While there are two normal methods of advancement; Milestone and Experience Points, we will be using Experience Points for this Campaign. I prefer the more gradual incremental increases of the advancement to show the growth and to give the players a more gradual feeling of accomplishments.
Tiers of Play
The shading in the Character Advancement Table shows the four tiers of play. The tiers don’t have any rules associated with them; they are a general description of how the play experience changes as characters gain levels.
In the first tier (levels 1-4), characters are effectively apprentice adventurers. They are learning the features that define them as members of classes, including the major choices that flavor their class features as they advance (such as a wizard’s Arcane Tradition or a fighter’s Martial Archetype). The threats they face are relatively minor, usually posing a danger lo local farmsteads or villages.
In the second tier (levels 5-10), characters come into their own. Many spellcasters gain access to 3rd-Ievel spells at the start of this tier, crossing a new threshold of magical power with spells such as fireball and lightning bolt. At this tier, many weapon-using classes gain the ability to make multiple attacks in one round. These characters have become important, facing dangers that threaten cities and kingdoms.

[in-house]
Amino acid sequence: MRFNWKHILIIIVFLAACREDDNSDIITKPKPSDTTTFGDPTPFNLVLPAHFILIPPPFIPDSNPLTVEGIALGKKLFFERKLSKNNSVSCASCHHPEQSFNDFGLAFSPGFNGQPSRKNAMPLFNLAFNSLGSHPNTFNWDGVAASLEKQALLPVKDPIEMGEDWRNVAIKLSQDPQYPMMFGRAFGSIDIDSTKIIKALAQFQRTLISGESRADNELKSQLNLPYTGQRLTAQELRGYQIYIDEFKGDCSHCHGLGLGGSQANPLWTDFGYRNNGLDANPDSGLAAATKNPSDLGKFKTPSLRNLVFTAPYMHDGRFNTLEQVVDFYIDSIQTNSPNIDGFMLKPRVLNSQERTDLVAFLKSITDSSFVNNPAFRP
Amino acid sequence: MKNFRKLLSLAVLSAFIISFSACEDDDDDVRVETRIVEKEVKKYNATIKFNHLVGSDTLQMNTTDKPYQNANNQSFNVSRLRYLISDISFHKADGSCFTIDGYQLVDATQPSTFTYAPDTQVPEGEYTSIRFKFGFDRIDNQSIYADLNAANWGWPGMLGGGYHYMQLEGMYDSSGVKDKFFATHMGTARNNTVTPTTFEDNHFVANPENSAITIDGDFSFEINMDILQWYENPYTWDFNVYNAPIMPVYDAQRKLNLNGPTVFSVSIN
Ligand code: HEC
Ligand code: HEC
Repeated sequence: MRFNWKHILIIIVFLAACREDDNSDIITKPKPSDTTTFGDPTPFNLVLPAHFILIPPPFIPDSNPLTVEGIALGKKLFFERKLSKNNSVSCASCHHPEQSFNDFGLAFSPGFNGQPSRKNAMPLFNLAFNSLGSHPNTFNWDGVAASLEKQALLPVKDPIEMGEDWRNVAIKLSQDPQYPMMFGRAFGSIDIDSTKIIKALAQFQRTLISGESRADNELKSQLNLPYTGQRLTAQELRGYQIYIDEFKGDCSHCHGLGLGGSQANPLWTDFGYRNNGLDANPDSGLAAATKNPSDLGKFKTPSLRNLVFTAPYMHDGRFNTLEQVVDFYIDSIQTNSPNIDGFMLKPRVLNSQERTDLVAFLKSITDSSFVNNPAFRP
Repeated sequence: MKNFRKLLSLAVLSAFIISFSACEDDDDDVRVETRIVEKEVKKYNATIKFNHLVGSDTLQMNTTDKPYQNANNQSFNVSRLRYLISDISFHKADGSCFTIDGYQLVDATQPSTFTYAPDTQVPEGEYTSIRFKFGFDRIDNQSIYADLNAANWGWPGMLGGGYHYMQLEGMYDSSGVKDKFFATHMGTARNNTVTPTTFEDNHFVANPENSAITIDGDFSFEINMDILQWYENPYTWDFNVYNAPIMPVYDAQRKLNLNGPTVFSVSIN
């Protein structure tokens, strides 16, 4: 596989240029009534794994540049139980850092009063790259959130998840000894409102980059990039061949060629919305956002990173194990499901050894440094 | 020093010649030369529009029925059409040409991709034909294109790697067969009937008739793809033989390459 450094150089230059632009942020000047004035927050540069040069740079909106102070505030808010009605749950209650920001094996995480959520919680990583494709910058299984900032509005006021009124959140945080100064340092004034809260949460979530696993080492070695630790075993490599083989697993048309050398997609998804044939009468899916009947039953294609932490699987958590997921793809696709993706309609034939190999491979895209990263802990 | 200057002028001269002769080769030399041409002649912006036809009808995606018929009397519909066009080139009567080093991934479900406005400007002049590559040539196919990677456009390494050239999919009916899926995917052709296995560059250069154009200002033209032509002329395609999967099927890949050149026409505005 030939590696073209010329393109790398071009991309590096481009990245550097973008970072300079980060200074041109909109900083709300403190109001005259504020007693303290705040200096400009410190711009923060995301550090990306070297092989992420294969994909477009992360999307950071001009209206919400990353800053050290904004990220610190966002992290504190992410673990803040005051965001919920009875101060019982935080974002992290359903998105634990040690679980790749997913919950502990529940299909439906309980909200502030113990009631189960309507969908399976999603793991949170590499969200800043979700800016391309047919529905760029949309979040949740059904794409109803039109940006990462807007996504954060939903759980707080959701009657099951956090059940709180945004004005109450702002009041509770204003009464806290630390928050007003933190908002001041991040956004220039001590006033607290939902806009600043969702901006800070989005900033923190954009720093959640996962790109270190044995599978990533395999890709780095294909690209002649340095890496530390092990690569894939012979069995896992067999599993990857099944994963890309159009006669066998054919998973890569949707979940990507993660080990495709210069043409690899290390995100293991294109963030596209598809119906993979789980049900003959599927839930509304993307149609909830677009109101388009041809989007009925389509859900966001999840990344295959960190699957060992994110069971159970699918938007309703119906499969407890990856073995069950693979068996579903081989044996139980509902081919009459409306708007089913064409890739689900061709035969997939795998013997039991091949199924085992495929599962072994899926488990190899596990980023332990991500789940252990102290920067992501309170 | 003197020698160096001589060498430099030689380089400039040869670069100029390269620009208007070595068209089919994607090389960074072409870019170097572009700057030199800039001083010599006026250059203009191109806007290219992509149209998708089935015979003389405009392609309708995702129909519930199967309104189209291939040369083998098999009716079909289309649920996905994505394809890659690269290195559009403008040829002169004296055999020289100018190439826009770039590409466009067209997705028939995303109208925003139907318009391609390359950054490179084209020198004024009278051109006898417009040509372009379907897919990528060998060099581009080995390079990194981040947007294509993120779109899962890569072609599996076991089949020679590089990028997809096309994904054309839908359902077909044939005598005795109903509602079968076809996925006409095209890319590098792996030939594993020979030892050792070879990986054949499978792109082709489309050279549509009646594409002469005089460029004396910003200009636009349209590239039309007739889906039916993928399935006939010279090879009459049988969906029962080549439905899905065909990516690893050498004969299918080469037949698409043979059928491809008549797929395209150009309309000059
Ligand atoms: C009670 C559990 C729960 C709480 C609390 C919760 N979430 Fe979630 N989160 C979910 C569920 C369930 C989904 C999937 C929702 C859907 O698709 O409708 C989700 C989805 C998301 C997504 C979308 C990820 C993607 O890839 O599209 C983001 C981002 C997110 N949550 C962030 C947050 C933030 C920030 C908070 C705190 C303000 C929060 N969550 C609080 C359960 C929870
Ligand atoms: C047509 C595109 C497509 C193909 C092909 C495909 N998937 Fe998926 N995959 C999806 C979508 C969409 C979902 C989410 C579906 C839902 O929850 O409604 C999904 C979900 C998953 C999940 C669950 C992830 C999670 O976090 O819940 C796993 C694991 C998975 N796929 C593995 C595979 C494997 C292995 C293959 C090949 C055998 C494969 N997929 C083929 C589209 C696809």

In the third tierer (levels 11-16), characters have reached a level of power that sets them high above the ordinary populace and makes them special even among adventurers. At 11th level, many spellcasters gain access lo 6th-leveI spells, some of which create effects previously impossible for player characters to achieve. Other characters gain features that allow them to make more attacks or do more impressive things with those attacks. These mighty adventurers often confront threats to whole regions and continents.
At the fourth tier (levels 17-20), characters achieve the pinnacle of their class features, becoming heroic (or villainous) archetypes. The fate of the world or even the fundamental order of the multiverse might hang in the balance during their adventures.
Character Advancement Table
|Level||Proficiency Bonus||Experience Points|